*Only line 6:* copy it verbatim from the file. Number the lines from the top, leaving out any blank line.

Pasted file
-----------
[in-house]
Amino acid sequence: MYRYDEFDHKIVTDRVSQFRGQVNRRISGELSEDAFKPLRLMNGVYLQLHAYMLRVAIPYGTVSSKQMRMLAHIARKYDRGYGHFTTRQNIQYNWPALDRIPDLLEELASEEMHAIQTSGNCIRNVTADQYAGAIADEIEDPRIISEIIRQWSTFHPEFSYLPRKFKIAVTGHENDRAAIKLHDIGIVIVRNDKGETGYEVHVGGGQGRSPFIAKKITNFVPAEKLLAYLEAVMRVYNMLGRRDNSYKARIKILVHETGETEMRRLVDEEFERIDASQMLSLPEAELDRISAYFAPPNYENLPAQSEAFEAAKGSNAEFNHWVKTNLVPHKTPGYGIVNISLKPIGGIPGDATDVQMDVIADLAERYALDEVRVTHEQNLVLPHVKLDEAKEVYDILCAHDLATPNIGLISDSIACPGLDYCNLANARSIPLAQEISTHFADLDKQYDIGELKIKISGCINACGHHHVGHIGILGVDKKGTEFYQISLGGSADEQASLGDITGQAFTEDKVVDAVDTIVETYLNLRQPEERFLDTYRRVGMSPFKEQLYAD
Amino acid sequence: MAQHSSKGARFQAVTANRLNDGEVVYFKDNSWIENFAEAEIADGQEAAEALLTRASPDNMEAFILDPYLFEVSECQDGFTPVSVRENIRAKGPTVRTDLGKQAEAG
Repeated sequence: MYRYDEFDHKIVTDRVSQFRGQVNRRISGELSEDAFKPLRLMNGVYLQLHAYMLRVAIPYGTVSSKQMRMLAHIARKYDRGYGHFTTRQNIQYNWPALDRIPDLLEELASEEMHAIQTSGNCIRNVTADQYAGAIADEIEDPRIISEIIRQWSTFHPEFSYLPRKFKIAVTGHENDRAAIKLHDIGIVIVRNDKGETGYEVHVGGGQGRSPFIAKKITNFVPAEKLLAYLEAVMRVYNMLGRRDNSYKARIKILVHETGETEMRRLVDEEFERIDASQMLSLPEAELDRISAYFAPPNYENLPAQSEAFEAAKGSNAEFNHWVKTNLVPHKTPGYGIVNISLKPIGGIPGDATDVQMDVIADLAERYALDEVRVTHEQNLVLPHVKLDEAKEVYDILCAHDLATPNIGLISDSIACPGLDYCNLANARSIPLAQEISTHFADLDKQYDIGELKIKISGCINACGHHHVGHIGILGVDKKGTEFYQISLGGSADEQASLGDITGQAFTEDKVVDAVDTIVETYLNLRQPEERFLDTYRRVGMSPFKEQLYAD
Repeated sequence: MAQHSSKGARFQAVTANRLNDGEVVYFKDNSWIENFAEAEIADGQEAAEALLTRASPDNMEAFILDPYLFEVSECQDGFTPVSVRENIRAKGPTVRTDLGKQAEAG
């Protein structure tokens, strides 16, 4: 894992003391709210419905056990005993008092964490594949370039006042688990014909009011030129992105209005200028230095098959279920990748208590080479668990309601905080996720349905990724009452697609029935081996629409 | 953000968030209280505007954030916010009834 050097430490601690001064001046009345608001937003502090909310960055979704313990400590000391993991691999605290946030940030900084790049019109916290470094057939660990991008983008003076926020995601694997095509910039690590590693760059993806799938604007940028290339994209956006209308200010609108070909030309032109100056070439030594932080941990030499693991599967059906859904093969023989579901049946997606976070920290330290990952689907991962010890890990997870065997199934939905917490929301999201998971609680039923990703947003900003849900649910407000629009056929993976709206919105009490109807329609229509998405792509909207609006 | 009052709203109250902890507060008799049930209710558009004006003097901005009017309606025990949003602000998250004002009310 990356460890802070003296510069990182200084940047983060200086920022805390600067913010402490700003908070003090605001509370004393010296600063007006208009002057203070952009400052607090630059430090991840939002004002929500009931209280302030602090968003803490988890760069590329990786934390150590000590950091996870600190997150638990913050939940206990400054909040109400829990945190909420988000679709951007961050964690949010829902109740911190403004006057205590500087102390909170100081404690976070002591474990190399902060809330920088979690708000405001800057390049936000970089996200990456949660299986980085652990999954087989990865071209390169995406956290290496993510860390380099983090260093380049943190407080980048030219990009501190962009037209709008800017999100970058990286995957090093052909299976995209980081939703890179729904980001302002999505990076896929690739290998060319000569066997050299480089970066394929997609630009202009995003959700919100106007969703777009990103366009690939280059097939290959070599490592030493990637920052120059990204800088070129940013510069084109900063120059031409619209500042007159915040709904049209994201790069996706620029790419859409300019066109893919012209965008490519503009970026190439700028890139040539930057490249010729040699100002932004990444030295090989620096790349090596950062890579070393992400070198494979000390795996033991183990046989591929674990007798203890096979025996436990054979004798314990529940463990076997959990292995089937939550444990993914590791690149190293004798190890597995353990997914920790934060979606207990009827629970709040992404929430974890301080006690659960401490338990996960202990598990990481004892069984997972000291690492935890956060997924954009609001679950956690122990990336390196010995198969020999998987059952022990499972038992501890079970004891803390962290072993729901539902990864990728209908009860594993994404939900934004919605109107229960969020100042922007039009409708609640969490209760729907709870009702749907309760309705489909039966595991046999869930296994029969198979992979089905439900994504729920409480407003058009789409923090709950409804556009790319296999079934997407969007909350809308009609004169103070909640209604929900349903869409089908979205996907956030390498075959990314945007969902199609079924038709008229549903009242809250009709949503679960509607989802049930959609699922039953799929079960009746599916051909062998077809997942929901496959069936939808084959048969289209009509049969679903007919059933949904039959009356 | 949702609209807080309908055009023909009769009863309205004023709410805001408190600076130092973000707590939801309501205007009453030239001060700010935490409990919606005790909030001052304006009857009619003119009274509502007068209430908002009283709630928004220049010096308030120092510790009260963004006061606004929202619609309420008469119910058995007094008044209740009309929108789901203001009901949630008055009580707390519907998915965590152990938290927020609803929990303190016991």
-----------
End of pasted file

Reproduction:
């Protein structure tokens, strides 16, 4: 894992003391709210419905056990005993008092964490594949370039006042688990014909009011030129992105209005200028230095098959279920990748208590080479668990309601905080996720349905990724009452697609029935081996629409 | 953000968030209280505007954030916010009834 050097430490601690001064001046009345608001937003502090909310960055979704313990400590000391993991691999605290946030940030900084790049019109916290470094057939660990991008983008003076926020995601694997095509910039690590590693760059993806799938604007940028290339994209956006209308200010609108070909030309032109100056070439030594932080941990030499693991599967059906859904093969023989579901049946997606976070920290330290990952689907991962010890890990997870065997199934939905917490929301999201998971609680039923990703947003900003849900649910407000629009056929993976709206919105009490109807329609229509998405792509909207609006 | 009052709203109250902890507060008799049930209710558009004006003097901005009017309606025990949003602000998250004002009310 990356460890802070003296510069990182200084940047983060200086920022805390600067913010402490700003908070003090605001509370004393010296600063007006208009002057203070952009400052607090630059430090991840939002004002929500009931209280302030602090968003803490988890760069590329990786934390150590000590950091996870600190997150638990913050939940206990400054909040109400829990945190909420988000679709951007961050964690949010829902109740911190403004006057205590500087102390909170100081404690976070002591474990190399902060809330920088979690708000405001800057390049936000970089996200990456949660299986980085652990999954087989990865071209390169995406956290290496993510860390380099983090260093380049943190407080980048030219990009501190962009037209709008800017999100970058990286995957090093052909299976995209980081939703890179729904980001302002999505990076896929690739290998060319000569066997050299480089970066394929997609630009202009995003959700919100106007969703777009990103366009690939280059097939290959070599490592030493990637920052120059990204800088070129940013510069084109900063120059031409619209500042007159915040709904049209994201790069996706620029790419859409300019066109893919012209965008490519503009970026190439700028890139040539930057490249010729040699100002932004990444030295090989620096790349090596950062890579070393992400070198494979000390795996033991183990046989591929674990007798203890096979025996436990054979004798314990529940463990076997959990292995089937939550444990993914590791690149190293004798190890597995353990997914920790934060979606207990009827629970709040992404929430974890301080006690659960401490338990996960202990598990990481004892069984997972000291690492935890956060997924954009609001679950956690122990990336390196010995198969020999998987059952022990499972038992501890079970004891803390962290072993729901539902990864990728209908009860594993994404939900934004919605109107229960969020100042922007039009409708609640969490209760729907709870009702749907309760309705489909039966595991046999869930296994029969198979992979089905439900994504729920409480407003058009789409923090709950409804556009790319296999079934997407969007909350809308009609004169103070909640209604929900349903869409089908979205996907956030390498075959990314945007969902199609079924038709008229549903009242809250009709949503679960509607989802049930959609699922039953799929079960009746599916051909062998077809997942929901496959069936939808084959048969289209009509049969679903007919059933949904039959009356 | 949702609209807080309908055009023909009769009863309205004023709410805001408190600076130092973000707590939801309501205007009453030239001060700010935490409990919606005790909030001052304006009857009619003119009274509502007068209430908002009283709630928004220049010096308030120092510790009260963004006061606004929202619609309420008469119910058995007094008044209740009309929108789901203001009901949630008055009580707390519907998915965590152990938290927020609803929990303190016991």